Disabled Facilities Grants and Home Repair Assistance (Maximum Amounts) (Amendment No. 2) (England) Order 2001

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Mr. Paul Burstow (Sutton and Cheam): I am grateful for the opportunity to join the discussion about this scheme, and I welcome the increase in the maximum grant. As we have heard, it is some years since the grants were reviewed. I take an interest in such matters as a member of the all-party disability group in the House and as chair of a local forum on disability issues in my local authority area, and I have a couple of questions about the scheme.

Has the Department undertaken any assessment of whether there are regional variations in the costs associated with work funded through the grants? It would not be surprising if such cost differences existed because of pressures on the building trade in the south-east, London and other places. I wonder whether that has been taken into account in making decisions about the increase and, if it has not, whether such variations could be examined and factored into assessments.

Mr. Boswell: I agree with the hon. Gentleman. The Committee need not be obsessive about the matter, but it is important for accountability and monitoring that any pattern of inflated cost—perhaps because of a collusive arrangement or inadequate tendering—is also picked up in the process and, if necessary, addressed.

Mr. Burstow: That is an important factor and should be investigated. I am sure that no member of the Committee will be obsessed about it, but it is important to examine it.

For some time, the Daily Mail has been running a related campaign against the inappropriate sale of aids and adaptions in people's homes. I hope that, under the new system, monitoring will ensure that people do not wind up as victims of cowboy operations. Will the variations in costs be considered when reviewing the maximum amount?

The interplay between the mandatory and discretionary schemes is another issue. The discretionary scheme allows top-up payments to be paid if the work that needs to be done to adapt a property exceeds the maximum amount. Given that there is increased pressure on capital programmes in local authorities—less capital permission is available to some authorities—does the Department have data on the number of mandatory awards for cases that have needed a discretionary top-up? That would give an indication of the pressures and of whether the maximum amount of mandatory award adequately meets costs. It would also show the regional variations between the costs of works.

We need a clearer picture of potential problems and pressure points in the system. Over the past three years, the local authority for the London borough of Sutton has had to deal with five grant applications of more than £30,000, and I suspect that other authorities have received many more. A worry that has been put to me about the interplay, and therefore pressures, in the system is that there will be a temptation to cost shunt if it is increasingly difficult to find the necessary capital resources to fund discretionary top-ups. The cost of addressing legitimate needs for adaptions in properties will be picked up by other parts of local

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authorities' budgets, particularly by social services budgets, which hon. Members will know are already under intense pressure and face an overspend across the country of some £218 million this year. There is a growing gap between what the Government think is necessary to spend on social services through the standard spending assessment, and what is spent. That gap stands at about £1 billion, and is widening.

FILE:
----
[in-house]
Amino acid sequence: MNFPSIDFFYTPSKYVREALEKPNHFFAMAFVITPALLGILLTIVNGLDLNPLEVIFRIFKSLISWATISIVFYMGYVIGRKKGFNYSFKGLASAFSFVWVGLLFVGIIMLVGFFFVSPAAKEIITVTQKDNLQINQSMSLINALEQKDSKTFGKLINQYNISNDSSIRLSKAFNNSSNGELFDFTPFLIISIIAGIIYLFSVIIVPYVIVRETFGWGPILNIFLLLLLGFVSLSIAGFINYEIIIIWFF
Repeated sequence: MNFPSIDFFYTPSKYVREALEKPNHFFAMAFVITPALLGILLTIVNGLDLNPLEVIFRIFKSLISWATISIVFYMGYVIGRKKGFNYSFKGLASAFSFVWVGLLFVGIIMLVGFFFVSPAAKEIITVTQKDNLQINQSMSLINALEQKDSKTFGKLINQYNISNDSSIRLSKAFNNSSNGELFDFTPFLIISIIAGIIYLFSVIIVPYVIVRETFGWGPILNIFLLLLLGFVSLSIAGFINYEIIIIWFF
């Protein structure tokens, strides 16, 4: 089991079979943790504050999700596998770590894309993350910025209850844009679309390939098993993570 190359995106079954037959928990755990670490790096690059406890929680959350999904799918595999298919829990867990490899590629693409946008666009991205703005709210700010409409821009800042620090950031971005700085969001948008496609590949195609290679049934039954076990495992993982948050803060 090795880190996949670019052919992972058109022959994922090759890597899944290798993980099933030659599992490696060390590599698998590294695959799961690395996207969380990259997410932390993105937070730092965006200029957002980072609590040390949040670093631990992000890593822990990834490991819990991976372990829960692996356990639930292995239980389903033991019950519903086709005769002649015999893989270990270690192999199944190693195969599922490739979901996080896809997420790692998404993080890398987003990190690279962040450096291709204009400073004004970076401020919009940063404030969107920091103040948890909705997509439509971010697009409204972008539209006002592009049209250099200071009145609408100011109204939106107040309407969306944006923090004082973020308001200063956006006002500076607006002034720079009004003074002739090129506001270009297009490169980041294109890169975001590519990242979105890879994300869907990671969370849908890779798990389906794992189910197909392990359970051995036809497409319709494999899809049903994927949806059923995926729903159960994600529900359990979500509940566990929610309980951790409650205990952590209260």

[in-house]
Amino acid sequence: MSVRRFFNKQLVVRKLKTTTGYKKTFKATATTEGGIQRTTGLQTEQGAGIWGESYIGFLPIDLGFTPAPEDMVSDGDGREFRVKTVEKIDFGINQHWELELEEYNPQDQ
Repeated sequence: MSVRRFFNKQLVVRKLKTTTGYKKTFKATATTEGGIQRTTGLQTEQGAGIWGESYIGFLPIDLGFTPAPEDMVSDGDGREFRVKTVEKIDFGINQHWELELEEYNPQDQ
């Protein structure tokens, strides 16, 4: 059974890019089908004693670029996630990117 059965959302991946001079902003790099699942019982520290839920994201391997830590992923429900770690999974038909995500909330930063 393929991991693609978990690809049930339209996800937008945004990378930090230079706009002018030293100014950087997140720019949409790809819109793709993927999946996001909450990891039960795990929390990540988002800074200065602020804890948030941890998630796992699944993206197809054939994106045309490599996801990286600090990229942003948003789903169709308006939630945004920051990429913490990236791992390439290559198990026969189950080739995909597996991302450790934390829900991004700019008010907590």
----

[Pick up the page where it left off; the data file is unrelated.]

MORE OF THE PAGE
Duties will be triggered under the Chronically Sick and Disabled Persons Act 1970 if there is insufficient flexibility between the mandatory and discretionary schemes. I hope that the Minister will examine that pressure, and ensure that social services will not have to pick up the cost because there is not enough in the pot for discretionary grants.

The hon. Member for Daventry (Mr. Boswell) made important points about the conditions attached to grants, and about whether sufficient flexibility exists to deal with people with low vision or no vision. A couple of weeks ago, I had the pleasure of chairing a seminar in this place on low vision services, key to which was access to equipment, aids and adaptions. The Patients Association has completed important work on the availability of low vision services, which showed how patchy they are. One thing that can help people with age-related macular degeneration—the principle cause of blindness in older people—is better lighting. Perhaps the Minister can tell us whether there is sufficient flexibility in the mandatory scheme to allow for the provision of appropriate lighting.

My final point relates to an issue raised by the hon. Member for Daventry. We should attach importance to the role of disability organisations in selling and communicating the benefits of the scheme. The upward trend in the number of people using grants shows that that is already happening. My local authority holds a forum for disabled people and disabled groups, which regularly reports on the progress of the mandatory and discretionary schemes. Others may want to follow that model. I welcome the increase, and look forward to the Minister's response.

10.18 am

The Parliamentary Under-Secretary of State for Transport, Local Government and the Regions (Ms Sally Keeble): Once again, it is a pleasure to serve in a Committee under your chairmanship, Mr. Amess. I am also pleased that the Opposition spokesman is my constituency neighbour, the hon. Member for Daventry. He was right to say that this is an important issue, and it has been raised in an Adjournment debate in Westminster Hall. A number of hon. Members have written in about specific cases, which are sometimes distressing because they relate to the pressures on families of which one member has become disabled. I welcome the opportunity to set out some of the Government's thinking on this important issue. I shall try to answer the hon. Gentleman's questions, and those of the hon. Member for Sutton and Cheam (Mr. Burstow). I hope that they will intervene if I miss out any of their queries, or I shall reply in writing.

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The Government regard the disabled facilities grant as an important programme to help disabled people to remain in their homes and to live an independent life for as long as they possibly can. The hon. Member for Daventry was right to say that there is increased pressure from the public for that, and I am sure that there is consensus in the Committee that that is the right approach. That is why, when we recently reviewed local authority powers to provide assistance for housing renovations and adaptations, we decided to maintain the disabled facilities grant as a mandatory right for eligible applicants. Although we have kept the money ring- fenced to ensure that it can be used only to help disabled people, a review was carried out early last year, the results of which have fed through into a regulatory reform order, which I shall mention later.